A temperature field T(x, t) is determined by the following governing equation:

$$\frac 1\alpha\frac {dT}{dt} = \frac {d^2T}{dx^2}$$ (Eq 1)

T(x,t) can be expressed as a form of expansion of T(x,t) = (Eq 2)

$$\sum_{n=0}^\infty cos(\lambda_nx)\bar T(\lambda_n,t)$$

where $\lambda_n=n*pi(n=0,1,2...)$ are known. using the orthogonality property of $cos(\lambda_nx)$ in domain $x \epsilon [a,b]$, one obtains

$$\bar T(\lambda_n,t)=\frac {\int_a^bT(x,t)cos(\lambda_nx)dx} {\int_a^bcos^2(\lambda x)dx}$$

One needs to solve for $\bar T(\lambda_n,t)$ to finally determine the temperature field T(x,t).

Write the expression for

$$\frac {d \bar T(\lambda_n,t)}{dt}$$

from Eq 2, and then replace $\frac {dT}{dt}$ inside this equation with $\alpha \frac {d^2x}{dt^2}$.

You then rearrange using integration by parts twice and you should end up with an ordinary ODE for $\bar T(\lambda_n,t)$.

I just typed the whole problem because I am really not sure where to start. It looks like I need to differentiate equation 2 but I don't know how because of the integrals in there. If anyone could even just tell me which topics I should look for in which textbooks, or a general guideline to how to go about solving, I'd really appreciate it.

  • $\begingroup$ What's the question? $\endgroup$ – Jean-Claude Arbaut Sep 1 '14 at 18:53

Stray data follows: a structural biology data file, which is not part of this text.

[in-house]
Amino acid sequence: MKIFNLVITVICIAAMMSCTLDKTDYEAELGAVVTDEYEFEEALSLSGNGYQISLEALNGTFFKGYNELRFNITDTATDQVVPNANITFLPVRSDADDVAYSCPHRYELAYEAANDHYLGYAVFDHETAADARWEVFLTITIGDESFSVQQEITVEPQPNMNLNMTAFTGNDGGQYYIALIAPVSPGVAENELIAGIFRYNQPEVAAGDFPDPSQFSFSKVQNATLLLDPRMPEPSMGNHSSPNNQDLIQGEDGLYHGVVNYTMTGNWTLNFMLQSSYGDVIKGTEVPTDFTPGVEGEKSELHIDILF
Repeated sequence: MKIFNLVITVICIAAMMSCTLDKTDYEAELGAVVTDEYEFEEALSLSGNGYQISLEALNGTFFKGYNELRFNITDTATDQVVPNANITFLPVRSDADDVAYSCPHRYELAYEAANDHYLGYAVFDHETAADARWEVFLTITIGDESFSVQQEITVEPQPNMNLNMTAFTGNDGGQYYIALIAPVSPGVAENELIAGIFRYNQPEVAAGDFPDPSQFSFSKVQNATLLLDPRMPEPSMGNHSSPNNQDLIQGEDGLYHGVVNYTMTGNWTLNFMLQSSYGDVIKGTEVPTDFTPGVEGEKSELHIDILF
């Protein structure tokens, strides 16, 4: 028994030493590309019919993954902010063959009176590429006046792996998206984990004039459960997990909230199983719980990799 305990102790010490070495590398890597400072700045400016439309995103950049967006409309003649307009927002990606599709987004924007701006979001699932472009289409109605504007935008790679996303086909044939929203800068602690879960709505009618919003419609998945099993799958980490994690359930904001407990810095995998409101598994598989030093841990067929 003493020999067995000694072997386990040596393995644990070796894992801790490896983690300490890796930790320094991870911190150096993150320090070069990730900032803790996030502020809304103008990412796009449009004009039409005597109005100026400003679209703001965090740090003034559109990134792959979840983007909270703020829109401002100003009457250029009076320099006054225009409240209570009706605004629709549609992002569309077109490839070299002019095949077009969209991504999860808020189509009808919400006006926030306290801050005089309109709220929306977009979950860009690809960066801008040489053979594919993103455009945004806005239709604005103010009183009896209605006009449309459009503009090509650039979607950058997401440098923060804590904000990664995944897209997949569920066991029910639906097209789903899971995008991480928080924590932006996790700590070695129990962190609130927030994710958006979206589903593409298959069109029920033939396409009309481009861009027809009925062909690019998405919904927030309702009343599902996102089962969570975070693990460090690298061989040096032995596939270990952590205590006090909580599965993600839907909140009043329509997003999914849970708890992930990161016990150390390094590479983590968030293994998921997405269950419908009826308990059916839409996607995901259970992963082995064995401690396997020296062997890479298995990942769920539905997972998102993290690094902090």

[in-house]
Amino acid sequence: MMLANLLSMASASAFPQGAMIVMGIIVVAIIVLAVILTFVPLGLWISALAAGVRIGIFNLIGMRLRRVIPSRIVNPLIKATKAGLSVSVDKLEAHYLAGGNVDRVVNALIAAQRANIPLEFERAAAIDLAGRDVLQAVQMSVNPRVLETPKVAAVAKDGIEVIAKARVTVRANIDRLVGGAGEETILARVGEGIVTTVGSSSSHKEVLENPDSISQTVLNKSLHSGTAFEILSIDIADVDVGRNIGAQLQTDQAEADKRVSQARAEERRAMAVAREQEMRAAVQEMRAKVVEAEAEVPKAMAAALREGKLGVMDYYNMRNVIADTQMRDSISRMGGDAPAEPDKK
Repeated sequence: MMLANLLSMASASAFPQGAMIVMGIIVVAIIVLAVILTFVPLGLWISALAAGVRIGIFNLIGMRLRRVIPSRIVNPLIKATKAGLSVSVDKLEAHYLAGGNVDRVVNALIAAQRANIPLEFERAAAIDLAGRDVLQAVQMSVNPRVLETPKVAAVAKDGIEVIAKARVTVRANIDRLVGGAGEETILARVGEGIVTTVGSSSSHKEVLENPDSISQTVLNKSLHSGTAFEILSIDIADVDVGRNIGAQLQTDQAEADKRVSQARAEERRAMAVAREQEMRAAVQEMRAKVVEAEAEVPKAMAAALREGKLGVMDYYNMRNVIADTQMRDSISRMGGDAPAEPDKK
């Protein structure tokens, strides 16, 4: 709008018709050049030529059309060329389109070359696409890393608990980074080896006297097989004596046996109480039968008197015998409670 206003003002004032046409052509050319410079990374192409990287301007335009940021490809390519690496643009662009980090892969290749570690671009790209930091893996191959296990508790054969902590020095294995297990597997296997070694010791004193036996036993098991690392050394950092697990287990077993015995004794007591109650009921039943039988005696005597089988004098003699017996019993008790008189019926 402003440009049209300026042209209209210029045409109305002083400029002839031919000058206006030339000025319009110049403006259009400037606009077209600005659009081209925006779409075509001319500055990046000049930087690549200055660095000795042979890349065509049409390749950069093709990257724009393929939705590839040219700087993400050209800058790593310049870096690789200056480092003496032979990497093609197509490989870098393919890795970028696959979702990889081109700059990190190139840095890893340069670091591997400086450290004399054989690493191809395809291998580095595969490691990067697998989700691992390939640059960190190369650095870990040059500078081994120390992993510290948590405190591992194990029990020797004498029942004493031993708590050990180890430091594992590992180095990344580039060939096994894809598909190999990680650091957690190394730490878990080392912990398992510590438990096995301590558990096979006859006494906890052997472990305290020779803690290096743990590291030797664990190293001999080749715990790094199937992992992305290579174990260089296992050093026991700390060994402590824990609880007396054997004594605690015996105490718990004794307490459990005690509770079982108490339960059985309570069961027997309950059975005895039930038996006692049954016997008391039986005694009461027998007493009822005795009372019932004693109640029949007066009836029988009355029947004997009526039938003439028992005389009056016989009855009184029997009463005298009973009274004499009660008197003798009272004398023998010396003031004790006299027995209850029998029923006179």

• $\begingroup$ how do you rearrange the expression to get an ODE for $\bar T (\lambda_n,t)$. But if I had an idea how to differentiate the equation with the integrals that would help. So how do you find $\frac {d \bar T(\lambda_n,t)} {dt}$ $\endgroup$ – lori Sep 1 '14 at 20:48

I am not really sure what you require here, but here goes. $$ \bar{T}\left(\lambda_n,t\right) = \dfrac{\int_a^b T(x,t)\cos\left(\lambda_n x\right)dx}{\int_a^b\cos^2\left(\lambda_n x\right)dx} $$

$$ \dfrac{\partial}{\partial t}\bar{T}\left(\lambda_n,t\right) = \dfrac{\partial}{\partial t}\dfrac{\int_a^b T(x,t)\cos\left(\lambda_n x\right)dx}{\int_a^b\cos^2\left(\lambda_n x\right)dx} $$ since $x$ and $t$ are independent we can swap around the integral and differentiation to yield

$$ \dfrac{\partial}{\partial t}\dfrac{\int_a^b T(x,t)\cos\left(\lambda_n x\right)dx}{\int_a^b\cos^2\left(\lambda_n x\right)dx} = \dfrac{\int_a^b \left(\dfrac{\partial }{\partial t}T(x,t)\right)\cos\left(\lambda_n x\right)dx}{\int_a^b\cos^2\left(\lambda_n x\right)dx} $$

now you can replace $$ \dfrac{\partial T}{\partial t} = \alpha\dfrac{\partial^2 T}{\partial x^2} $$

and then integrate by parts of something..

I do not understand where $\alpha\dfrac{d^2 x}{dt^2}$ comes from? Also think about using partial derivative notation :). $$ $$

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  • $\begingroup$ OK so what I have so far after the substitution is... $$ \frac{\int_a^b \alpha \frac{\delta ^2 T}{\delta x^2} cos(\lambda _nx)dx}{\int_a^b cos^2(\lambda _n x) dx} $$ And I simplified by dividing out the cosines...but I wasn't sure if that was right. I got: $$ \frac{\int_a^b \alpha \frac{\delta ^2 T}{\delta x^2}dx}{\int_a^b cos(\lambda _n x) dx} $$ By what rule do you integrate this equation? Using integration by parts which functions do you use for u and v? $\endgroup$ – lori Sep 5 '14 at 20:03

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